This is an episode from the “What Makes Us Human?” podcast's second season, "Where Is the Human in Climate Change?" from Cornell University’s College of Arts & Sciences, showcasing the newest thinking from across the disciplines about the relationship between humans and the environment. Featuring audio essays written and recorded by Cornell faculty, the series releases a new episode each Tuesday through the spring.
My work focuses on how natural feedbacks in the earth system interact with human activities to produce the world we live in. So many of our activities modify the environment, including burning fossils fuels, which emits carbon dioxide, the primary cause of climate change, and air pollutants, which cause harm to human health. But we are also modifying the land: over 30% of the land is highly managed by humans.
Currently half the carbon dioxide we emit is taken up by the land and the ocean: the question is, will that continue in the future?
In the oceans, there is a chemical equilibrium between the atmospheric carbon dioxide and the ocean carbon dioxide. The ocean can hold a lot of carbon. But the ocean mixes very slowly, and as it’s warmed by the higher carbon dioxide in the atmosphere, it slows down its overturning under more climate change. This slowing down not only reduces the pace that carbon dioxide mixes into the ocean; it also slows down the biological activity in the ocean. This biological activity supports the productivity of the ocean, which our fisheries need, and it requires new nutrients, most of which come from upwelling from deep ocean reservoirs of nutrients. But it also can come from rivers or from atmospheric deposition.
Atmospheric deposition happens when particles containing nitrogen, metals, and other pollutants fall onto the ground or into water. Humans are not only emitting carbon dioxide into the atmosphere, but we are emitting many air pollutants as well. Many of these are aerosols. Aerosols are solids or liquids suspended in the atmosphere, like sulfate aerosols or black soot particles from combustion. But aerosols can also be from natural sources, like sea salts from ocean spray or desert dust from desert regions. Humans have substantially increased the amount of aerosols in the atmosphere, which has degraded air quality. For example, in China and India, there is so much pollution people have to wear surgical masks to try to save their lungs from damage. So these aerosols are terrible for human health and badly impact plants and animals as well. But it turns out for the climate these aerosols are actually, in total, good, because they are cooling the climate. Not enough to balance out the carbon dioxide, but they are making the planet less warm. They do this by scattering back some of the sunlight and by modifying clouds to scatter back more sunlight.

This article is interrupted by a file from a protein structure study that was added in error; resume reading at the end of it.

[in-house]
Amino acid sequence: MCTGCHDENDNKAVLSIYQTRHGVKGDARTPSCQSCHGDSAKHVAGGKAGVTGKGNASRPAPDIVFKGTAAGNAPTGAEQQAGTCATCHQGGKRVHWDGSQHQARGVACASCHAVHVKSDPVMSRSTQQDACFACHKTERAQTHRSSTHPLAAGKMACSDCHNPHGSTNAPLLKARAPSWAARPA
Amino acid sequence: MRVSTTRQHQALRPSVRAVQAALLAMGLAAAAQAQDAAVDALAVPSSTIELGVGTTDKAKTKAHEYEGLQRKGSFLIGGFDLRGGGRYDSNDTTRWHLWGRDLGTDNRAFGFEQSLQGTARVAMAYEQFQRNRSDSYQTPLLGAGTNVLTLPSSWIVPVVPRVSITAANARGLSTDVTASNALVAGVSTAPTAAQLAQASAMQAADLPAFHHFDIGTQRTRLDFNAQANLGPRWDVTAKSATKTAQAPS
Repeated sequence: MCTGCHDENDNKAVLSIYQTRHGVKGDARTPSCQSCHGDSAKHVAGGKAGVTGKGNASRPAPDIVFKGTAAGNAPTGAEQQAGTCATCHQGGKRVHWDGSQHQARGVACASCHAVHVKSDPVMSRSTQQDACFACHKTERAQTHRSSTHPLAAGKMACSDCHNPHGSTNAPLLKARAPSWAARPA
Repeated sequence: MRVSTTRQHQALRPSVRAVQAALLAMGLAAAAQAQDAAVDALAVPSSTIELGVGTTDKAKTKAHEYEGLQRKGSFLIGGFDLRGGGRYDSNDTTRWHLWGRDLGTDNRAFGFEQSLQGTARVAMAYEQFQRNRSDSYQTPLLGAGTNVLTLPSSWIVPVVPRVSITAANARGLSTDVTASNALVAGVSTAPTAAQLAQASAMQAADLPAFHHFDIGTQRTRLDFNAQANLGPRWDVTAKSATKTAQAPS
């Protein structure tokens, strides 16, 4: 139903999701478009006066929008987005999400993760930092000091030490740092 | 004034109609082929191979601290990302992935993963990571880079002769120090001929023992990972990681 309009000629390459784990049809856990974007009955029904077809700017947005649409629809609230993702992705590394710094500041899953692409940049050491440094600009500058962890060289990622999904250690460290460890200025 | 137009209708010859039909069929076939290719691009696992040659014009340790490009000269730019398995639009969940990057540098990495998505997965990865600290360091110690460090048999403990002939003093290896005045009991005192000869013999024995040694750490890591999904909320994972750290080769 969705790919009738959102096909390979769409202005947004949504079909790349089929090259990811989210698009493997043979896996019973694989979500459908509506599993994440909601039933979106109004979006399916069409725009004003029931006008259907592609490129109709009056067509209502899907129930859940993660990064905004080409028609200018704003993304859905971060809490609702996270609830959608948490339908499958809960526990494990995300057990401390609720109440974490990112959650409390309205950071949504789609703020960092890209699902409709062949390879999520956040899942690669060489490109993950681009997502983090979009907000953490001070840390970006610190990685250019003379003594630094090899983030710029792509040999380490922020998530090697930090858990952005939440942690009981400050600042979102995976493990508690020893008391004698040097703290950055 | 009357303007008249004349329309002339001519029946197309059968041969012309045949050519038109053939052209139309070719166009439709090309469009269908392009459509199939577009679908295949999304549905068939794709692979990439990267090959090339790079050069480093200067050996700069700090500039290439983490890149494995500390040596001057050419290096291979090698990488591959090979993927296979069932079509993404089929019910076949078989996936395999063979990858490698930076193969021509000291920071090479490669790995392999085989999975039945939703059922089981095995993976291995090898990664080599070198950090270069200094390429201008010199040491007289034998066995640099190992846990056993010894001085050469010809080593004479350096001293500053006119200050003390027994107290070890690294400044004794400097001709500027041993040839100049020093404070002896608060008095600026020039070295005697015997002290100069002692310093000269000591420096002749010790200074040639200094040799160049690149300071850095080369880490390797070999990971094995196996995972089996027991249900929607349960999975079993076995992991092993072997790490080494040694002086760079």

Aerosols are very diverse in composition, but some aerosols contain a lot of nitrogen, which fertilizes temperate forests, for example near here in Ithaca, and have caused the forests to grow a little bit more, and store more carbon. In addition, desert dust aerosols from arid regions with strong winds, for example in North Africa, contain a little bit of iron in them. Large parts of the open ocean do not have much iron, and the biota there are unable to grow because of the lack of iron. Thus the deposition of desert dust aerosols can lead to enhanced ocean biota growth and thus an increase in carbon uptake. There are many possible interactions between aerosols and the land and ocean ecosystems, but overall it appears that the anthropogenic aerosols tend to enhance the uptake of carbon dioxide in land and ocean ecosystems, and so decrease atmospheric carbon dioxide. As we clean up aerosols (as we should, because of the overwhelming harm to humans from them), we will cause climate change to get worse, both because we will directly warm the climate by removing aerosols, and because we will increase carbon dioxide levels.
My research explores some of these unintended consequences of human activities, which interact with natural feedbacks in ways that we are only beginning to understand.